“I would respectfully disagree with that,” he replied. “We’ll work hand-in-hand with mayor and council to ensure their public safety initiatives are put forth… But I would say when you compare the Surrey RCMP with other large municipal police agencies in terms of number and budget, you’re not going to beat us in terms of getting bang for your buck.”

In the meantime, as Surrey transitions to a municipal force, McDonald said he wants to “reassure the citizens of Surrey that we will continue to provide top notch policing, and that public safety is our number one priority.”

See also: Back in the Saddle: What Surrey can expect from Doug McCallum 2.0

See also: Surrey’s mayor-elect McCallum has big promises to keep

Surrey’s contract with the RCMP, which runs Canada’s largest detachment, was set to expire in 2032 but carried with it a clause that the city can opt out within two years’ notice.

Under the contract, Surrey pays 90 per cent of the RCMP’s cost and the federal government is responsible for 10 per cent. With a new city police force, the city would have to cover the entire cost.

During the election campaign, the Now-Leader asked McCallum how he would achieve that.

“We would re-adjust our budget to cover that,” McCallum told reporter Tom Zytaruk.

See also: McCallum says Trudeau ‘supportive’ of Surrey SkyTrain plans, local police force

On the matter of taxation — everyone’s favourite subject — McCallum said, “We’re going to really look at the finances, because I don’t think they’re in very good shape, at least looking at their balance sheets, they’re not in very good shape.

“We also announced that we would hold any increases, if we need them, that we would hold any increases to the Consumer Price Index. That will be the maximum that we would go to, if we have to go to.”

-With files from Tom Zytaruk



amy.reid@surreynowleader.com

Like us on Facebook Follow us on Instagram and follow Amy on Twitter

Just Posted

Bulkley Valley SD 54 superintendent leaving

Chris van der Mark has been superintendent with SD54 for eight years, and has hands full in Cariboo.

Council wants culture centre referendum

Library/gallery gets extra grant scrutiny for passing $10-million threshold.

B.C. chiefs show solidarity with Wet’suwet’en hereditary chiefs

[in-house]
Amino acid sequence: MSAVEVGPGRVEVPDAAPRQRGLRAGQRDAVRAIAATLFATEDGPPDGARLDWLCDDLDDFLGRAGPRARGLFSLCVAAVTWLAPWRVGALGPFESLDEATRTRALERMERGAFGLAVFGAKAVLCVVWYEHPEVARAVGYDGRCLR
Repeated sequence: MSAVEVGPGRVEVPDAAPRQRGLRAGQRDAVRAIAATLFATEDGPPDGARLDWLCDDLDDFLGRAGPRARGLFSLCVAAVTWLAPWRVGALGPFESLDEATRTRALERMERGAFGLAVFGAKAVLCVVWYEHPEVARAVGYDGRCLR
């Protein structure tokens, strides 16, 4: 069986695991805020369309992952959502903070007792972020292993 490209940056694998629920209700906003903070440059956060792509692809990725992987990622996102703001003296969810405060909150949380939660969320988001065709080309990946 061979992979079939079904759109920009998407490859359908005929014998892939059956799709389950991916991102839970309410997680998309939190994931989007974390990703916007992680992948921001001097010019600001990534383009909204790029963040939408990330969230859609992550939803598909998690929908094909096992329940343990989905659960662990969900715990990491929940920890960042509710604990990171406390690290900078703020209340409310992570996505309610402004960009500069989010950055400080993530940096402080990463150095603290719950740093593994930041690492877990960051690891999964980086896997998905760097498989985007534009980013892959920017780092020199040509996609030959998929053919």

Chiefs from around B.C. outside the Coastal GasLink pipeline route in Smithers show support.

The North Matters looks to open Bulkley Valley chapter

Group promoting resource development meets in Smithers.

Cheng² Duo bring 17th century cello to Smithers

Young brother-sister team bring original classical arrangements inspired by some … classics

B.C. opioid crisis to get same world-renowned treatment approach as HIV/AIDS

A program that focuses on treatment as prevention will roll out Jan. 17

Olympian snowboarder Max Parrot diagnosed with Hodgkin’s lymphoma

Each year in Canada, approximately 900 people are diagnosed with Hodgkin’s lymphoma

‘Prince of Pot’ Marc Emery accused of sexual assault, harassment

Emery denied the allegations, but a Toronto woman says she is not the only one speaking out

Vancouver Island photographer makes National Geographic’s 2018 elite

Rare double honour for Marston from the 36 best Your Shots out of nearly 19,000 photos

Ex-Liberal candidate in Burnaby, B.C., says volunteer wrote controversial post

Karen Wang dropped out following online post singling out NDP Leader Jagmeet Singh’s ethnicity

Asteroids are smacking Earth twice as often as before

The team counted 29 craters that were no older than 290 million years

Canada’s arrest of Huawei exec an act of ‘backstabbing,’ Chinese ambassador says

China has called Canada’s arrest of Huawei chief financial officer Meng Wanzhou ‘politically motivated’

Port authority imposes ban on development around Lelu Island

Following Pacific Northwest LNG, there will be no future projects proposed near Flora Bank

Student rangers sought for Terrace

Young adults interested in student ranger program have until Feb. 24 to apply

Most Read